Authors: Luc Anselin*, University of Chicago, Emily Talen, University of Chicago
Topics: Urban Geography, Spatial Analysis & Modeling, Geographic Information Science and Systems
Keywords: spatial analysis, neighborhoods, diversity
Session Type: Paper
Start / End Time: 5:00 PM / 6:40 PM
Room: Forum Room, Omni, West
Presentation File: No File Uploaded
Lack of economic integration at the neighborhood scale is viewed as a significant problem given its association with aggregated disadvantage (concentrated poverty) or advantage (concentrated wealth). Much research has focused on the prevalence and persistence of this segregation. This paper focuses on the opposite: the case of persistent integration or diversity. Using tract-level census data for Chicago for 1950, 1980 and 2010, our analysis explores the persistence of diverse neighborhoods along a number of dimensions, such as income, age and occupation.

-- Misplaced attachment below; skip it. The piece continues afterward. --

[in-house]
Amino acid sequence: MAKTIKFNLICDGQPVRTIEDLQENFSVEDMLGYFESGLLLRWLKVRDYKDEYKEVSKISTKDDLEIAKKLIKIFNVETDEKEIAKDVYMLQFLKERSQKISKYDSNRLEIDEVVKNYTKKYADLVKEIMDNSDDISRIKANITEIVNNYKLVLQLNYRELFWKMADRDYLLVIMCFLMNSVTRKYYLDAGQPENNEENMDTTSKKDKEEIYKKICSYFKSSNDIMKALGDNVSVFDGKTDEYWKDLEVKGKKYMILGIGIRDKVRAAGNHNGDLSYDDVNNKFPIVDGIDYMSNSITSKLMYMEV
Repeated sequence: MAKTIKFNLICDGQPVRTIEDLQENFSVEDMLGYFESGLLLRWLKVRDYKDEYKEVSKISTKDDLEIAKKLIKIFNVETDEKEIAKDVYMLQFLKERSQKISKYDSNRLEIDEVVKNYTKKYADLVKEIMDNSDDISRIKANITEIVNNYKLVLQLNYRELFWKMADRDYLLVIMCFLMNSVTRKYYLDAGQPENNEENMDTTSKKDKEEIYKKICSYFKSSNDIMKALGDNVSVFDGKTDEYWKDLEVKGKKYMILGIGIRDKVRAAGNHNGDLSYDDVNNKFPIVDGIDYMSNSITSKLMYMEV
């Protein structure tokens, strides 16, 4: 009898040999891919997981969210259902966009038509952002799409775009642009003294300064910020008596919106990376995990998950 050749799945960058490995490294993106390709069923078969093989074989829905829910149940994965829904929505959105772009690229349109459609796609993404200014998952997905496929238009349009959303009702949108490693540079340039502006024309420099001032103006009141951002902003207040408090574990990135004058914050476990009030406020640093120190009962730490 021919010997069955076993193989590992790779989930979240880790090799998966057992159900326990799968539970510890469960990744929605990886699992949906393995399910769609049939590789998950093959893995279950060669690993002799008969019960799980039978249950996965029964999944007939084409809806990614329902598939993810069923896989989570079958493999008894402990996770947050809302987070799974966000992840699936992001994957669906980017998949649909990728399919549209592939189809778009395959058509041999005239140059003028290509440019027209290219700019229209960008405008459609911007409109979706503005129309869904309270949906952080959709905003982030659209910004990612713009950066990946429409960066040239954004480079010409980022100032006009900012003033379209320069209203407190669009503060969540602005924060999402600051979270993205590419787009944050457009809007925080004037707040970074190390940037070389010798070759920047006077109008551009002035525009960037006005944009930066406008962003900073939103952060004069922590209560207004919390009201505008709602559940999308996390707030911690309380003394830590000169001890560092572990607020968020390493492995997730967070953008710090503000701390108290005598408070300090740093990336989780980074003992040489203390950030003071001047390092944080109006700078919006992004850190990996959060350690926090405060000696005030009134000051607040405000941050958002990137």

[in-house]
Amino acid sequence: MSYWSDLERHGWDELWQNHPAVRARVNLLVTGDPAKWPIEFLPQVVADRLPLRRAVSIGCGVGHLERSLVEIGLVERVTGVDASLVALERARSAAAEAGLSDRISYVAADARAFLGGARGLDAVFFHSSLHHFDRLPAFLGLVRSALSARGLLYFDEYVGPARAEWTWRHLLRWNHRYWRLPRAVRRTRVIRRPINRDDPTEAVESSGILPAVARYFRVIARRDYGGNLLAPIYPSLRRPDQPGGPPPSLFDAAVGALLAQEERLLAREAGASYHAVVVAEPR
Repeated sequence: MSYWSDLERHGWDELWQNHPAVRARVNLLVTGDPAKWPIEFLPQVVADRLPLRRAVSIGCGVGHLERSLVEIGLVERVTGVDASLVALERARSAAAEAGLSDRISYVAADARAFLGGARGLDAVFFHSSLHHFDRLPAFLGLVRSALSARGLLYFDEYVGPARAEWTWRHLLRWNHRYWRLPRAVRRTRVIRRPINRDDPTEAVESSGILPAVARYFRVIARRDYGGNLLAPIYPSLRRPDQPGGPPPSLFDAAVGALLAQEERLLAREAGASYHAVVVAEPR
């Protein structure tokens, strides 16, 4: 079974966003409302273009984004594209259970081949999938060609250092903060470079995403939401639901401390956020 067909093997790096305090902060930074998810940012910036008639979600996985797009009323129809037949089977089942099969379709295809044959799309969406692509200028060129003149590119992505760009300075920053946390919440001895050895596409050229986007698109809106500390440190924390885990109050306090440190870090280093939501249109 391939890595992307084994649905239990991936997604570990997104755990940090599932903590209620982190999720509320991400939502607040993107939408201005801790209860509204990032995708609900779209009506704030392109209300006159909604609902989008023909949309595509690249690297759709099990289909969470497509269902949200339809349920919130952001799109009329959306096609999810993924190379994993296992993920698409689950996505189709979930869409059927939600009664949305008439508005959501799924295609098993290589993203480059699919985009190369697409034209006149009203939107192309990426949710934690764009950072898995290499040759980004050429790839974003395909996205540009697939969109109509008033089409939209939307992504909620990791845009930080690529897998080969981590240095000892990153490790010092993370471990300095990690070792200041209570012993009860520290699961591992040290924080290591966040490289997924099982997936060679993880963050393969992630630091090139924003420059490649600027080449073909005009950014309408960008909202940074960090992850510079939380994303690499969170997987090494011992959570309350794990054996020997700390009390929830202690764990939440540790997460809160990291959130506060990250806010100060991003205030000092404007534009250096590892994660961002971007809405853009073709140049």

To carry out this analysis, a number of methodological issues need to be addressed. First, one needs to create a consistent set of areal units for the three periods, since the census tract boundaries are not consistent over the 60-year time frame. A second issue is the choice of a measure of diversity. Diversity as such is ill-defined, but can be assessed by means of a number of inequality or segregation indices, such as Gini coefficients, entropy measures, etc. Alternatively, relative measures can be employed, that compare a neighborhood’s profile to that of the city as a whole. Thirdly, the determination of what is stable diversity is not without ambiguity.
In this paper, we compare measures of tract-level diversity over time and across space. We identify those neighborhoods (tracts) that are deemed stable and compare these findings across methods. Finally, we identify correlates from spatial, morphological, and socio-economic variables that may contribute to an understanding of the occurrence of persistent diversity